Sunday, December 6, 2009

Therapists as financial planners?

Our seemingly never-ending recession has enabled a robust discussion of money's impact on mental health. In my own practice, understanding my clients' financial status has become as essential as knowing who lives in the household with them. After all, every one of us lives with money.
The University of Georgia and Kansas State University have escalated the conversation by studying "Financial Therapy," blending psychotherapy and financial planning. Today's story from the Associated Press provides a good overview.
It has long been a standard of care in treating couples, for instance, that the therapist at least be aware of their financial situation. So when the AP author writes that, "Experts say therapists are taught to look for mental health causes for problems, not monetary ones, and haven't traditionally learned how to help their clients budget or reduce debt," she gets it only half right. Therapists aren't financial planners and, I'm guessing, many of my colleagues would bristle at the suggestion that they become such.
Putting aside any personal aversion to math and economics, practicing these dual counseling roles, even with the requisite training and certification, could dramatically alter the therapeutic conversation to make it counter-therapeutic. How much unconditional positive regard -- the cornerstone of the therapeutic relationship -- can one experience while their spending is being cut?
Financial therapy is an interesting concept, but I think we're better off to refer our money-troubled clients out to a qualified financial planner.
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Monday, September 28, 2009

October's Mental Health Awareness Activities

October is a busy month in the field of mental health. October 4-10 is Mental Illness Awareness Week which means a variety of activities nationwide, many of them sponsored by NAMI, the National Alliance on Mental Illness. It is also the week of National Depression Screening Day on October 8, sponsored by Screening for Mental Health.
The NAMI-sponsored events include their fundraising NAMIWALKS in cities throughout the country. Some NAMI chapters such as Orange County, CA, Michigan, Pennsylvania, Minnesota, Utah, Montana, and Brown County, WI got their walks off to an early start on September 26. The vast majority are held October 3-10. NAMI publishes a complete list of Walks here.
Meanwhile, on National Depression Screening Day, members of the public can attend an event, get information on disorders such as depressin, anxiety and PTSD, and take a free assessment for depression, speak with a mental health professional and obtain referrals. For a screening site near you, visit Screening for Mental Heath's site listing.Sphere: Related Content

Friday, September 25, 2009

Wisconsin county may create psychiatric emergency center

Faced with cuts in social services and mental health staff, Dane County in Wisconsin will be the latest to join the rising tide of localities creating psychiatric emergency centers.
According to the Wisconsin State Journal, County Executive Kathleen Falk will include a 12-bed Crisis Care Stabilization Center in her 2010 budget. The center would cost about $595,000 per year to operate, as compared to the $4.36 million in costs between two area hospitals treating individuals with mental illness.
"It's kind of comparable to the detox model in alcohol where you stabilize people for a day or several weeks," Falk said. "But the whole idea is to move them back into the community or a different care setting."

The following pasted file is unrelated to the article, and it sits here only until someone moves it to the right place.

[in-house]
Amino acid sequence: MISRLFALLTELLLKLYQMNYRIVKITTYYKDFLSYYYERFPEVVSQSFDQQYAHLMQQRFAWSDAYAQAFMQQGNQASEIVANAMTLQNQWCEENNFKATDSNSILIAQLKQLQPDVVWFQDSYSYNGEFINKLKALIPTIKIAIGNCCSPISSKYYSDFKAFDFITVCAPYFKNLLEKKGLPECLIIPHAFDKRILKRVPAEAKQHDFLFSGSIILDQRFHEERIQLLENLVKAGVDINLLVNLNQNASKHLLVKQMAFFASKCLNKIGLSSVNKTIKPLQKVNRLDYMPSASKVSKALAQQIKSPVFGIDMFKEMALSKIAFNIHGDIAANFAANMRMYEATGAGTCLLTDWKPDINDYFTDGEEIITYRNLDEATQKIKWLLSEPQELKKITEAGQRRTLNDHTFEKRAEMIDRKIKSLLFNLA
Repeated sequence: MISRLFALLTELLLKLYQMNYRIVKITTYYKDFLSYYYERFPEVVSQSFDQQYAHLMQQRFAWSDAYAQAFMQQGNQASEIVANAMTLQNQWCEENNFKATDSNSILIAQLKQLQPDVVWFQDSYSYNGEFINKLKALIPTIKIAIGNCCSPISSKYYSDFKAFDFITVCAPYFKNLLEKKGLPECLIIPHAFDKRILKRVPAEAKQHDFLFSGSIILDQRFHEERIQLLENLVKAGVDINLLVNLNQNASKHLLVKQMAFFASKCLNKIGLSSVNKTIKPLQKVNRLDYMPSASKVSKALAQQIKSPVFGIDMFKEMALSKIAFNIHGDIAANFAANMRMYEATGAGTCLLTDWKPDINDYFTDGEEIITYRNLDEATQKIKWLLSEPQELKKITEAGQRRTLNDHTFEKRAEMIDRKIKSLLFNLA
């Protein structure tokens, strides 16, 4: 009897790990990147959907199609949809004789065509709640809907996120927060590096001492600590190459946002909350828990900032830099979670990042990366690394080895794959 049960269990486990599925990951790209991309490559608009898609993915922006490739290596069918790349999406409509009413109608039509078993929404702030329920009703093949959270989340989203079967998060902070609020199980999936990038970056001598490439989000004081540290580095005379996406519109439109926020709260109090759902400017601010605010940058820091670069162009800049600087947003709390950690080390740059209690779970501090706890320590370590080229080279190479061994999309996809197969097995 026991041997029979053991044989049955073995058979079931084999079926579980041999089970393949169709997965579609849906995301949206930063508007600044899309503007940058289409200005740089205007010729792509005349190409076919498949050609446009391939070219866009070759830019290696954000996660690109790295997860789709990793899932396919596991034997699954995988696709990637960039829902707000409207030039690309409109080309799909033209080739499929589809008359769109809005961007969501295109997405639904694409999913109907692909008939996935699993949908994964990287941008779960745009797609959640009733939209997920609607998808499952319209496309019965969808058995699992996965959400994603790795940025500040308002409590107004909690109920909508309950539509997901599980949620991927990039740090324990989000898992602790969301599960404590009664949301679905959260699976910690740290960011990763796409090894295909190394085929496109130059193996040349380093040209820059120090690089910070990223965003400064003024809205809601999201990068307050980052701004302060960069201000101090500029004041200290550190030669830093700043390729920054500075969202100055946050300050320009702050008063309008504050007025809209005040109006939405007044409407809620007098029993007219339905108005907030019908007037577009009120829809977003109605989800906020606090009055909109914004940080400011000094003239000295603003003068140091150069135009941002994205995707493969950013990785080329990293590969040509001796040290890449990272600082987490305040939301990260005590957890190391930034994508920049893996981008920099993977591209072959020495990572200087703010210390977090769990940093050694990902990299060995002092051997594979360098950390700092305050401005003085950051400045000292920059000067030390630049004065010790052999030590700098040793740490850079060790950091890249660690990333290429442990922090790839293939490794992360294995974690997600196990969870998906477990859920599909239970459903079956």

The model for the new center will likely by the successful Jackson House in Janesville, WI.
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Thursday, September 10, 2009

New York violated mental health consumers' rights, judge rules

A federal judge has ruled that the state of New York violated the Americans with Disabilities Act (ADA) by placing thousands of mentally ill consumers in nursing homes rather than community housing.
According to the Associated Press on September 8, U.S. District Judge Nicholas Garaufis of Brooklyn ruled that the state violated the rights of more than 4,300 mentally ill citizens. According to the judge, the ADA requires the state to house people "in the most integrated setting appropriate to their needs."
The judge found that the plaintiff, the nonprofit Disability Advocates, had proven that most of the mentally ill consumers could live in supportive housing.
Observers stated that some of the most key testimony came from Dr. Kenneth Duckworth, medical director of the National Alliance on Mental Illness. He testified, in essence, that nursing homes were more restrictive than mental hospitals of the past.
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Wednesday, September 2, 2009

NIMH unveils largest ever military study of suicide

Why has the suicide rate of US soldiers risen over the last few years to match that of comparable civilians? The Army has thus far pointed to the failure of marital and other significant relationships as the leading cause of service personnel suicides. That answer hasn't proven satisfactory to many observers and personnel, so the National Institute of Mental Health (NIMH) has selected four research universities to dig deeper into the causes of the climbing numbers.
The new research will be "searching for likely, but weakly linked, risk factors that in combination might create different risk states over time," according to Robert Heinssen, PhD, acting director of the Division of Services and Intervention Research at NIMH.
The project will be the largest study in history on military personnel and suicide. For more information, visit Psychiatric News or NIMH.
PHOTO: Steven Aanen
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